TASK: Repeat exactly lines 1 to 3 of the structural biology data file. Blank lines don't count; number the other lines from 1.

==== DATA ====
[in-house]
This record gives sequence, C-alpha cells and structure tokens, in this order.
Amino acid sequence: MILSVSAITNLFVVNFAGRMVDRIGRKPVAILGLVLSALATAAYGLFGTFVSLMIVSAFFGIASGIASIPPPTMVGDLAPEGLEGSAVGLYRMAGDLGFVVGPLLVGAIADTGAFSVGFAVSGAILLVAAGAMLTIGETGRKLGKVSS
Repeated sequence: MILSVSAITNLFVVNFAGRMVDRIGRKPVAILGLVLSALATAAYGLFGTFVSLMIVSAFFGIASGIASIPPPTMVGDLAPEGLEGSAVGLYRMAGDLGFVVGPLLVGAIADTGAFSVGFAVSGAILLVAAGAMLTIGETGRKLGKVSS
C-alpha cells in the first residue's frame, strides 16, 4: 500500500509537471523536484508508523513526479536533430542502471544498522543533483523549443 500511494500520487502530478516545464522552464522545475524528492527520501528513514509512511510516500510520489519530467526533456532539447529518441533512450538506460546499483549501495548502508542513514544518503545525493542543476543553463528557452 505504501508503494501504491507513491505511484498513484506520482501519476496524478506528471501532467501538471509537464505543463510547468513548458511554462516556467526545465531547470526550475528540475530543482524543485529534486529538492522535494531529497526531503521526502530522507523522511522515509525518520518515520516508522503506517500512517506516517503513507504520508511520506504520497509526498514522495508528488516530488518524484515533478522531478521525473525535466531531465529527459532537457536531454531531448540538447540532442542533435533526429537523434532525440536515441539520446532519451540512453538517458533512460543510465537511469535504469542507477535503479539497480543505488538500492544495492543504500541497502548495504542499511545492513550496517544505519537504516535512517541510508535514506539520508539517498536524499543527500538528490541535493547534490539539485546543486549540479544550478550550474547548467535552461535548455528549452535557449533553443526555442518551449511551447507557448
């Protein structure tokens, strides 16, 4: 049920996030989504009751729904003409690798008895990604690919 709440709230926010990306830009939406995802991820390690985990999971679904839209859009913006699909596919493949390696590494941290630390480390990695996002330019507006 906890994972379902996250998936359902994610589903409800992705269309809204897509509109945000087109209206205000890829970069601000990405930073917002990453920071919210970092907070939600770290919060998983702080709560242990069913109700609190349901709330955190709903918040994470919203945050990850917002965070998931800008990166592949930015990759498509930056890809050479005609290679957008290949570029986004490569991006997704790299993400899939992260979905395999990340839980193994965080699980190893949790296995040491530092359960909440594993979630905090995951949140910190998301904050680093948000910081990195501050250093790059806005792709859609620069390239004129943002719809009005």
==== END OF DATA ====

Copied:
[in-house]
This record gives sequence, C-alpha cells and structure tokens, in this order.
Amino acid sequence: MILSVSAITNLFVVNFAGRMVDRIGRKPVAILGLVLSALATAAYGLFGTFVSLMIVSAFFGIASGIASIPPPTMVGDLAPEGLEGSAVGLYRMAGDLGFVVGPLLVGAIADTGAFSVGFAVSGAILLVAAGAMLTIGETGRKLGKVSS